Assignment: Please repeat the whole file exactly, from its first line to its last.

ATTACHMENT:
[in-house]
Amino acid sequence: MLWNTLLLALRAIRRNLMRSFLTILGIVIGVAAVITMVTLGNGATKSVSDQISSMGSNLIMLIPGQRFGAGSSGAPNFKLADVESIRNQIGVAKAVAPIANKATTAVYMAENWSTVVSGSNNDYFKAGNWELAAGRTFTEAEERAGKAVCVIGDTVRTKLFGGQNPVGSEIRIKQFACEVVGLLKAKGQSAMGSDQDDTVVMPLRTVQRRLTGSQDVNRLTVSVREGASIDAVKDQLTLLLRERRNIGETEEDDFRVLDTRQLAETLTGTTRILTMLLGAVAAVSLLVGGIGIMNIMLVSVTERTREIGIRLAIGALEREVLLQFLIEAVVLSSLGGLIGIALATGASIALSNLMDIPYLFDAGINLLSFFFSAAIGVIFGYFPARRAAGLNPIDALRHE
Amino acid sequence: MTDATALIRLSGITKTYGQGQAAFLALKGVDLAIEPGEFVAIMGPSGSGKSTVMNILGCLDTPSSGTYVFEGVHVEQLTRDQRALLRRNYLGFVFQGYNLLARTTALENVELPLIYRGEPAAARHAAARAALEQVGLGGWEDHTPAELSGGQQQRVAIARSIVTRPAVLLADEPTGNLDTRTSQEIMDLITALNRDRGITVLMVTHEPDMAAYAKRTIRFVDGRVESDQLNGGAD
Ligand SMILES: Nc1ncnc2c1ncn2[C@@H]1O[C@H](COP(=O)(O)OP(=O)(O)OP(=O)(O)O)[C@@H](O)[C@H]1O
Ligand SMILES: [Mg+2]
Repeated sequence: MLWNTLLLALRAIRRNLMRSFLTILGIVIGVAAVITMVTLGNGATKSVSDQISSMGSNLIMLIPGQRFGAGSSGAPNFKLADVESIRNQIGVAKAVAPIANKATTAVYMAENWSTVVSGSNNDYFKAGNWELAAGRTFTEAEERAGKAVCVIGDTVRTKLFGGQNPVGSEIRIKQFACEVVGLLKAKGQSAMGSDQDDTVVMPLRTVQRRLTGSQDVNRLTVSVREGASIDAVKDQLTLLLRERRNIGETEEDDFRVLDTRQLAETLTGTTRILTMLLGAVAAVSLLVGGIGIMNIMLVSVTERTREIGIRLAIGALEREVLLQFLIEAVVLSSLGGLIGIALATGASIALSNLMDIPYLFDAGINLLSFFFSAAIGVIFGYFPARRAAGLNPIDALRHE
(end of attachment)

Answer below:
[in-house]
Amino acid sequence: MLWNTLLLALRAIRRNLMRSFLTILGIVIGVAAVITMVTLGNGATKSVSDQISSMGSNLIMLIPGQRFGAGSSGAPNFKLADVESIRNQIGVAKAVAPIANKATTAVYMAENWSTVVSGSNNDYFKAGNWELAAGRTFTEAEERAGKAVCVIGDTVRTKLFGGQNPVGSEIRIKQFACEVVGLLKAKGQSAMGSDQDDTVVMPLRTVQRRLTGSQDVNRLTVSVREGASIDAVKDQLTLLLRERRNIGETEEDDFRVLDTRQLAETLTGTTRILTMLLGAVAAVSLLVGGIGIMNIMLVSVTERTREIGIRLAIGALEREVLLQFLIEAVVLSSLGGLIGIALATGASIALSNLMDIPYLFDAGINLLSFFFSAAIGVIFGYFPARRAAGLNPIDALRHE
Amino acid sequence: MTDATALIRLSGITKTYGQGQAAFLALKGVDLAIEPGEFVAIMGPSGSGKSTVMNILGCLDTPSSGTYVFEGVHVEQLTRDQRALLRRNYLGFVFQGYNLLARTTALENVELPLIYRGEPAAARHAAARAALEQVGLGGWEDHTPAELSGGQQQRVAIARSIVTRPAVLLADEPTGNLDTRTSQEIMDLITALNRDRGITVLMVTHEPDMAAYAKRTIRFVDGRVESDQLNGGAD
Ligand SMILES: Nc1ncnc2c1ncn2[C@@H]1O[C@H](COP(=O)(O)OP(=O)(O)OP(=O)(O)O)[C@@H](O)[C@H]1O
Ligand SMILES: [Mg+2]
Repeated sequence: MLWNTLLLALRAIRRNLMRSFLTILGIVIGVAAVITMVTLGNGATKSVSDQISSMGSNLIMLIPGQRFGAGSSGAPNFKLADVESIRNQIGVAKAVAPIANKATTAVYMAENWSTVVSGSNNDYFKAGNWELAAGRTFTEAEERAGKAVCVIGDTVRTKLFGGQNPVGSEIRIKQFACEVVGLLKAKGQSAMGSDQDDTVVMPLRTVQRRLTGSQDVNRLTVSVREGASIDAVKDQLTLLLRERRNIGETEEDDFRVLDTRQLAETLTGTTRILTMLLGAVAAVSLLVGGIGIMNIMLVSVTERTREIGIRLAIGALEREVLLQFLIEAVVLSSLGGLIGIALATGASIALSNLMDIPYLFDAGINLLSFFFSAAIGVIFGYFPARRAAGLNPIDALRHE